delta h/ step one: solute particles are separated from crystal lattice (intramolecular forces are broken). h is positive. this could be the lattice energy is compound is ionic.delta h/step two: solvent particles separate to make room for solute particles

if delta h of the solution is to positive

soln won't form

if molecules can attract each other vs can't

cant: h3 is small and negative
can: h3 is large and negative

Spontaneous processes occur

when h is negative, when disorder of system increases. disorder of system is more influnital to see a soln forms

chemical reaction vs solution formed

when evaporates, solid should be the same u started with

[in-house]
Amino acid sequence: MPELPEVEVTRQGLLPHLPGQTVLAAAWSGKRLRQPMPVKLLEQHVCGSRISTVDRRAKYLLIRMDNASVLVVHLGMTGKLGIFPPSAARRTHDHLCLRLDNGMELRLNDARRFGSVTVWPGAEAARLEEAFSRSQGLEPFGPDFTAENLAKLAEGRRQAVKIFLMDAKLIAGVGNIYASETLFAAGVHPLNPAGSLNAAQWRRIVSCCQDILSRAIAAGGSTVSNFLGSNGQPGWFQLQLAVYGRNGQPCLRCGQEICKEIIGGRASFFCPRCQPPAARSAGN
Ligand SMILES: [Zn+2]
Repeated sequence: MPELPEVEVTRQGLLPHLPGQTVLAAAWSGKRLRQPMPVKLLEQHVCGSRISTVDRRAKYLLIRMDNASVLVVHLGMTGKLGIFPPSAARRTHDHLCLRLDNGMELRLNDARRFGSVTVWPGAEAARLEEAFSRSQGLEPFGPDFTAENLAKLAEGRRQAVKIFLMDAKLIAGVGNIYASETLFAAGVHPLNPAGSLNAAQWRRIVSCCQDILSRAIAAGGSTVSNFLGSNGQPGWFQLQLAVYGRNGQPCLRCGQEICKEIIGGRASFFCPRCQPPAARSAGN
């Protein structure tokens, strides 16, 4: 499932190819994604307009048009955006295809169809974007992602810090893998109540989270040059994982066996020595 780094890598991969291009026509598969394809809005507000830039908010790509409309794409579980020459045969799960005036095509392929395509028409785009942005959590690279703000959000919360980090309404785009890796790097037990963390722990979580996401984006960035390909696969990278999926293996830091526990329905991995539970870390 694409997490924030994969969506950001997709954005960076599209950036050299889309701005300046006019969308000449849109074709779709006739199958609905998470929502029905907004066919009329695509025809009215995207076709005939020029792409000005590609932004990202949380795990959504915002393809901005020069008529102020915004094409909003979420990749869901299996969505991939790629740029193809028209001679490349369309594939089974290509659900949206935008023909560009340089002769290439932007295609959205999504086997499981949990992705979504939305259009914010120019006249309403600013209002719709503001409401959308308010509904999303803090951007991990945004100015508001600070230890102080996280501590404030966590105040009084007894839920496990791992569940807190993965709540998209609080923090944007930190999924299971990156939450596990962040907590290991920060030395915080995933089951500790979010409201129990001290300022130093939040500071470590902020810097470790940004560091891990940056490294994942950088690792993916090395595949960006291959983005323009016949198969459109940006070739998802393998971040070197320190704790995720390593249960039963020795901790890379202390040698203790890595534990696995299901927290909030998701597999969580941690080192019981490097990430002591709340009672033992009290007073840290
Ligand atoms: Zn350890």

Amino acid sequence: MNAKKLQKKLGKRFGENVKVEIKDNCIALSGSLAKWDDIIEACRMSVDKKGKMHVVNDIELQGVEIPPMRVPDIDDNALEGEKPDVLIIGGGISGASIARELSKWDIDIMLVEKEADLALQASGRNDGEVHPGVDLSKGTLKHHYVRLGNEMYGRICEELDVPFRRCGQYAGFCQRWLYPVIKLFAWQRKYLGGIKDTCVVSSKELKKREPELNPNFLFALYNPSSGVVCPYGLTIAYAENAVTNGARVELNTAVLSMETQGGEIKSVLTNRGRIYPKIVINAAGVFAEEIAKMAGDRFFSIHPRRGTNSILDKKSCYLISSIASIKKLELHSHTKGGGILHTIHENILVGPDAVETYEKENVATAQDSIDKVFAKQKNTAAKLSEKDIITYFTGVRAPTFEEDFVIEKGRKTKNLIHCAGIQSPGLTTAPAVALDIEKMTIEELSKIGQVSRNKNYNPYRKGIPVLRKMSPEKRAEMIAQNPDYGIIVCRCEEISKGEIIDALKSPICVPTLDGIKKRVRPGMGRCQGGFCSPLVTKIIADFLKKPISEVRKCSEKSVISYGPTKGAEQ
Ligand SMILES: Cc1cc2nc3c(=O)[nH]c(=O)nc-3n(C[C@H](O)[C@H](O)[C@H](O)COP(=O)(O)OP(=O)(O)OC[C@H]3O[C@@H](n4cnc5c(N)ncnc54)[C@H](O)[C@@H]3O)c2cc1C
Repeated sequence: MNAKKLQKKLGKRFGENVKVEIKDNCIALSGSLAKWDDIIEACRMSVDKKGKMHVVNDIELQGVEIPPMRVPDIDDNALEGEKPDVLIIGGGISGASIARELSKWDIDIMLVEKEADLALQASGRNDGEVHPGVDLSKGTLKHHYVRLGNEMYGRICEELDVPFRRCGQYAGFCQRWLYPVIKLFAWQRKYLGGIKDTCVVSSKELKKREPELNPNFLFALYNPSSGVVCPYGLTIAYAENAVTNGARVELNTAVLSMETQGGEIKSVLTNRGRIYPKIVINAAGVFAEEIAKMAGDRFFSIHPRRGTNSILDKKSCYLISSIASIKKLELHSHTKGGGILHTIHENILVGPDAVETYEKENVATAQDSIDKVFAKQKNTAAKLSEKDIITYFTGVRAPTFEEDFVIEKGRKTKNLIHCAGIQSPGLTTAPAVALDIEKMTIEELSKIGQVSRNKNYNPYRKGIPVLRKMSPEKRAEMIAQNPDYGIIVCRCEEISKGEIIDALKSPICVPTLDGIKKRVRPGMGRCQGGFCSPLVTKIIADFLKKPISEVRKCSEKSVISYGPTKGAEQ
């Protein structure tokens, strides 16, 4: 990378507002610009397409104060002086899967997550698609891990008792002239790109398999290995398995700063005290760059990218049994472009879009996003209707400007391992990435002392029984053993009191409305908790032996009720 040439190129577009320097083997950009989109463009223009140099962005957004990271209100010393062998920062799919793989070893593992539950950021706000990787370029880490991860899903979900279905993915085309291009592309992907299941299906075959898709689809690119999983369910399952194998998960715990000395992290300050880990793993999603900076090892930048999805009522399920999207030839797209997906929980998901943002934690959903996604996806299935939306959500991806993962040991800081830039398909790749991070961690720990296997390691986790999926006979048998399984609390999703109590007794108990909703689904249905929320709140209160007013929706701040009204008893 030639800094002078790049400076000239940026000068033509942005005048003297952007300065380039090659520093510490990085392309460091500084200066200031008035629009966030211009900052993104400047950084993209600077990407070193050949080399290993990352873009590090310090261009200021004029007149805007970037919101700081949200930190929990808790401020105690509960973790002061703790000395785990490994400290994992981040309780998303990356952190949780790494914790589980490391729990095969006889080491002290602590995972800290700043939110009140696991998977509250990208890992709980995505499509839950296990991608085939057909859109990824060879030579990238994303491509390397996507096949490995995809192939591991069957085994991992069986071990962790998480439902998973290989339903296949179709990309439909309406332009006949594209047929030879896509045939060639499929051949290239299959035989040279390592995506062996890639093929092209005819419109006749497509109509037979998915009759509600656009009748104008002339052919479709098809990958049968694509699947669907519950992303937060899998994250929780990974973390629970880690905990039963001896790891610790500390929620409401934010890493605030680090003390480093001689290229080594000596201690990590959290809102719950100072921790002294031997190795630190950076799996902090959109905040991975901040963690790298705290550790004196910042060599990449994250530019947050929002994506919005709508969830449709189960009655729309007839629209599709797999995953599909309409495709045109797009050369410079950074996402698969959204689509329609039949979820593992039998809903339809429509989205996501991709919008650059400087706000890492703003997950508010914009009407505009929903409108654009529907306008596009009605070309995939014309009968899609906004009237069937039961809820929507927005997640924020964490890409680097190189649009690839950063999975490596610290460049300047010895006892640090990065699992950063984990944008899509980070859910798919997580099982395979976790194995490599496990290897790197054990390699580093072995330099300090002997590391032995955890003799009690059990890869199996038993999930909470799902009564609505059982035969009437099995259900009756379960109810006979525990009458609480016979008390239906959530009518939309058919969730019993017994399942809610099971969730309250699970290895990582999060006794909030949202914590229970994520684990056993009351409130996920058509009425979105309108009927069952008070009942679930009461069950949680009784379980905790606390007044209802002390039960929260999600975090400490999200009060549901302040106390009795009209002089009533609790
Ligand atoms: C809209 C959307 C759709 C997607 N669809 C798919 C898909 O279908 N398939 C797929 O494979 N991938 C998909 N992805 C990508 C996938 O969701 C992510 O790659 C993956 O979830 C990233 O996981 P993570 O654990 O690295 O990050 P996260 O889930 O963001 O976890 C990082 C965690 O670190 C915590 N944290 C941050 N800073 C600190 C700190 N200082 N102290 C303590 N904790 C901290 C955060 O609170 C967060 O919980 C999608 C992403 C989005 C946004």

Roult's Law

x solvelent times pressure of solvent = vapor pressure soultion. only applies where solute doesn't contribute to the vapor pressure

ideal soltions that obey rheats law

low concentration, solute and solvent particles are silimar in size and IMFS

a nonvolatile solute ___ the vapor pressure of the solvent

lowers bc now there is more intermolecular forces to overcome

aquesous solution and pure water in close system

volume of water decreases, volume of solution increases. this is bc vapor pressure is less in pure water, so it evaporates faster. as this happens, the soultion absorbs the vapor to try and lower the vapor pressure

solutions

are called homogenous mixtures

chromatrography

-cant be separated by flirtation, take advangtage of imfs
-larger particles will move more slowly
-partiles with a polarity that matches the solvent, it will move further
-paper is nonpolar